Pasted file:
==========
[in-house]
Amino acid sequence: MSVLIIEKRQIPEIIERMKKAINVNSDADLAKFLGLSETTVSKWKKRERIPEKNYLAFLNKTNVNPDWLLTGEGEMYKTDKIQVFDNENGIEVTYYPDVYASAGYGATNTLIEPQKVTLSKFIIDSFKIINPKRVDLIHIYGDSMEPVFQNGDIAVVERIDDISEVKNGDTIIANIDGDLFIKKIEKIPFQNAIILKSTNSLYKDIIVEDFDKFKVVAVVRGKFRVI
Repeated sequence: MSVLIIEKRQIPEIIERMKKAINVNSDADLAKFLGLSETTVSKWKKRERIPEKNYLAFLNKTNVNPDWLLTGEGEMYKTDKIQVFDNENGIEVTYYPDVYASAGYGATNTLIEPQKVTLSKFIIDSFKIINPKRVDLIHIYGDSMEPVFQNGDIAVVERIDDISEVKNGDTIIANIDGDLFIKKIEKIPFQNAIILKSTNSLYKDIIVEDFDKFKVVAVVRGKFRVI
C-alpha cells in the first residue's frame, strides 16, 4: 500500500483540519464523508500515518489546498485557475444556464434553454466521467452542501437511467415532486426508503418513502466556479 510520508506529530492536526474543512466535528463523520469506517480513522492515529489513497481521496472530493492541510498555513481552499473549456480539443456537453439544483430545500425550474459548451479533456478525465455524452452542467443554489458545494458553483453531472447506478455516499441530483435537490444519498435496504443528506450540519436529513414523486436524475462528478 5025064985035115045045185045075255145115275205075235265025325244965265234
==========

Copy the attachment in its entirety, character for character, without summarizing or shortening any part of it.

[in-house]
Amino acid sequence: MSVLIIEKRQIPEIIERMKKAINVNSDADLAKFLGLSETTVSKWKKRERIPEKNYLAFLNKTNVNPDWLLTGEGEMYKTDKIQVFDNENGIEVTYYPDVYASAGYGATNTLIEPQKVTLSKFIIDSFKIINPKRVDLIHIYGDSMEPVFQNGDIAVVERIDDISEVKNGDTIIANIDGDLFIKKIEKIPFQNAIILKSTNSLYKDIIVEDFDKFKVVAVVRGKFRVI
Repeated sequence: MSVLIIEKRQIPEIIERMKKAINVNSDADLAKFLGLSETTVSKWKKRERIPEKNYLAFLNKTNVNPDWLLTGEGEMYKTDKIQVFDNENGIEVTYYPDVYASAGYGATNTLIEPQKVTLSKFIIDSFKIINPKRVDLIHIYGDSMEPVFQNGDIAVVERIDDISEVKNGDTIIANIDGDLFIKKIEKIPFQNAIILKSTNSLYKDIIVEDFDKFKVVAVVRGKFRVI
C-alpha cells in the first residue's frame, strides 16, 4: 500500500483540519464523508500515518489546498485557475444556464434553454466521467452542501437511467415532486426508503418513502466556479 510520508506529530492536526474543512466535528463523520469506517480513522492515529489513497481521496472530493492541510498555513481552499473549456480539443456537453439544483430545500425550474459548451479533456478525465455524452452542467443554489458545494458553483453531472447506478455516499441530483435537490444519498435496504443528506450540519436529513414523486436524475462528478 5025064985035115045045185045075255145115275205075235265025325244965265234